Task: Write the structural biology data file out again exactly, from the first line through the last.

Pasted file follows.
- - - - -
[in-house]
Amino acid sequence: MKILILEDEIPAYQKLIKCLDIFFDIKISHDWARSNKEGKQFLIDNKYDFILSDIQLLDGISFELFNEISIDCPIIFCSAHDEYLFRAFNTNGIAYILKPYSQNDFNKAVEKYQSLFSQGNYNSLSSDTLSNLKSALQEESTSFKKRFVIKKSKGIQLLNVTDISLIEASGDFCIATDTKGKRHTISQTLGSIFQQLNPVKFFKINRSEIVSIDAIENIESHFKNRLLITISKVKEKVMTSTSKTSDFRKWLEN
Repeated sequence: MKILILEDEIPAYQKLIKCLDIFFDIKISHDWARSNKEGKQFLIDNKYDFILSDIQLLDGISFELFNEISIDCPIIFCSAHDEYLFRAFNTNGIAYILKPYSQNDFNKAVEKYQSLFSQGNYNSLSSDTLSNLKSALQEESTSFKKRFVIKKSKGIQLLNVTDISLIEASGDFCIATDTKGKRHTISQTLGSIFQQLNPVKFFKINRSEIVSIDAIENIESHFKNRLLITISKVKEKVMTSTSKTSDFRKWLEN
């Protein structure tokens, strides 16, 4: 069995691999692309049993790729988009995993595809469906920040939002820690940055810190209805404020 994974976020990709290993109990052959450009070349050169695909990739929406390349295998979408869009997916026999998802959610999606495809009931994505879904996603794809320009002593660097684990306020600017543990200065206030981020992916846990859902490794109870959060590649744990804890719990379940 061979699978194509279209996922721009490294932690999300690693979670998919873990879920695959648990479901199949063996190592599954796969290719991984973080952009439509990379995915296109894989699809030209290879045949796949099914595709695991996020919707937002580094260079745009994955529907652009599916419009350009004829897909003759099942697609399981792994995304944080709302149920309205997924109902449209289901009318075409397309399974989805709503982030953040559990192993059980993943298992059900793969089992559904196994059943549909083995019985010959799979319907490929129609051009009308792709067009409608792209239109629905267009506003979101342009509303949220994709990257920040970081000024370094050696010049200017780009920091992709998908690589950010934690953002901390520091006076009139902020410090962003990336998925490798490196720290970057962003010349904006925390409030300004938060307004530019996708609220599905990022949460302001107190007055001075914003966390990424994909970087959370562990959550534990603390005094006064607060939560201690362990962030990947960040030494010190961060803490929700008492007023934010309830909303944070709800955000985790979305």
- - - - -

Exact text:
[in-house]
Amino acid sequence: MKILILEDEIPAYQKLIKCLDIFFDIKISHDWARSNKEGKQFLIDNKYDFILSDIQLLDGISFELFNEISIDCPIIFCSAHDEYLFRAFNTNGIAYILKPYSQNDFNKAVEKYQSLFSQGNYNSLSSDTLSNLKSALQEESTSFKKRFVIKKSKGIQLLNVTDISLIEASGDFCIATDTKGKRHTISQTLGSIFQQLNPVKFFKINRSEIVSIDAIENIESHFKNRLLITISKVKEKVMTSTSKTSDFRKWLEN
Repeated sequence: MKILILEDEIPAYQKLIKCLDIFFDIKISHDWARSNKEGKQFLIDNKYDFILSDIQLLDGISFELFNEISIDCPIIFCSAHDEYLFRAFNTNGIAYILKPYSQNDFNKAVEKYQSLFSQGNYNSLSSDTLSNLKSALQEESTSFKKRFVIKKSKGIQLLNVTDISLIEASGDFCIATDTKGKRHTISQTLGSIFQQLNPVKFFKINRSEIVSIDAIENIESHFKNRLLITISKVKEKVMTSTSKTSDFRKWLEN
């Protein structure tokens, strides 16, 4: 069995691999692309049993790729988009995993595809469906920040939002820690940055810190209805404020 994974976020990709290993109990052959450009070349050169695909990739929406390349295998979408869009997916026999998802959610999606495809009931994505879904996603794809320009002593660097684990306020600017543990200065206030981020992916846990859902490794109870959060590649744990804890719990379940 061979699978194509279209996922721009490294932690999300690693979670998919873990879920695959648990479901199949063996190592599954796969290719991984973080952009439509990379995915296109894989699809030209290879045949796949099914595709695991996020919707937002580094260079745009994955529907652009599916419009350009004829897909003759099942697609399981792994995304944080709302149920309205997924109902449209289901009318075409397309399974989805709503982030953040559990192993059980993943298992059900793969089992559904196994059943549909083995019985010959799979319907490929129609051009009308792709067009409608792209239109629905267009506003979101342009509303949220994709990257920040970081000024370094050696010049200017780009920091992709998908690589950010934690953002901390520091006076009139902020410090962003990336998925490798490196720290970057962003010349904006925390409030300004938060307004530019996708609220599905990022949460302001107190007055001075914003966390990424994909970087959370562990959550534990603390005094006064607060939560201690362990962030990947960040030494010190961060803490929700008492007023934010309830909303944070709800955000985790979305």